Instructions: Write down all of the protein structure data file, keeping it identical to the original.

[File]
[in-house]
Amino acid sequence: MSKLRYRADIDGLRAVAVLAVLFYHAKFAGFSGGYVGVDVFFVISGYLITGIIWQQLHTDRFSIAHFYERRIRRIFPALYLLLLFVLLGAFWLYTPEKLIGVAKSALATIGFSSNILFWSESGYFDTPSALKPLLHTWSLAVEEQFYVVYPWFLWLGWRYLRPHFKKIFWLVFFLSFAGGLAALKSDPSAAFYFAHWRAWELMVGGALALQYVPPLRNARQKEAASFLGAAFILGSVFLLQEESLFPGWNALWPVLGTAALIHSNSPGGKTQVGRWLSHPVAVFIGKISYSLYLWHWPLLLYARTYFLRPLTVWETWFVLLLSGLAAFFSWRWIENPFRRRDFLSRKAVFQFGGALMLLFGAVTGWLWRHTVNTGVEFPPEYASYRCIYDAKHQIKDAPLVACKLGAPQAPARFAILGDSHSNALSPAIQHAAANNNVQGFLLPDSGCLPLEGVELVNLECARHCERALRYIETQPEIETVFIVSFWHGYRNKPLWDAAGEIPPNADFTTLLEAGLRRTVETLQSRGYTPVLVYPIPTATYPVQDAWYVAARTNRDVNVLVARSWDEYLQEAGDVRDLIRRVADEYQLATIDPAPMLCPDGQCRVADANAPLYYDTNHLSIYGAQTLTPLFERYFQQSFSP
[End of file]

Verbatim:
[in-house]
Amino acid sequence: MSKLRYRADIDGLRAVAVLAVLFYHAKFAGFSGGYVGVDVFFVISGYLITGIIWQQLHTDRFSIAHFYERRIRRIFPALYLLLLFVLLGAFWLYTPEKLIGVAKSALATIGFSSNILFWSESGYFDTPSALKPLLHTWSLAVEEQFYVVYPWFLWLGWRYLRPHFKKIFWLVFFLSFAGGLAALKSDPSAAFYFAHWRAWELMVGGALALQYVPPLRNARQKEAASFLGAAFILGSVFLLQEESLFPGWNALWPVLGTAALIHSNSPGGKTQVGRWLSHPVAVFIGKISYSLYLWHWPLLLYARTYFLRPLTVWETWFVLLLSGLAAFFSWRWIENPFRRRDFLSRKAVFQFGGALMLLFGAVTGWLWRHTVNTGVEFPPEYASYRCIYDAKHQIKDAPLVACKLGAPQAPARFAILGDSHSNALSPAIQHAAANNNVQGFLLPDSGCLPLEGVELVNLECARHCERALRYIETQPEIETVFIVSFWHGYRNKPLWDAAGEIPPNADFTTLLEAGLRRTVETLQSRGYTPVLVYPIPTATYPVQDAWYVAARTNRDVNVLVARSWDEYLQEAGDVRDLIRRVADEYQLATIDPAPMLCPDGQCRVADANAPLYYDTNHLSIYGAQTLTPLFERYFQQSFSP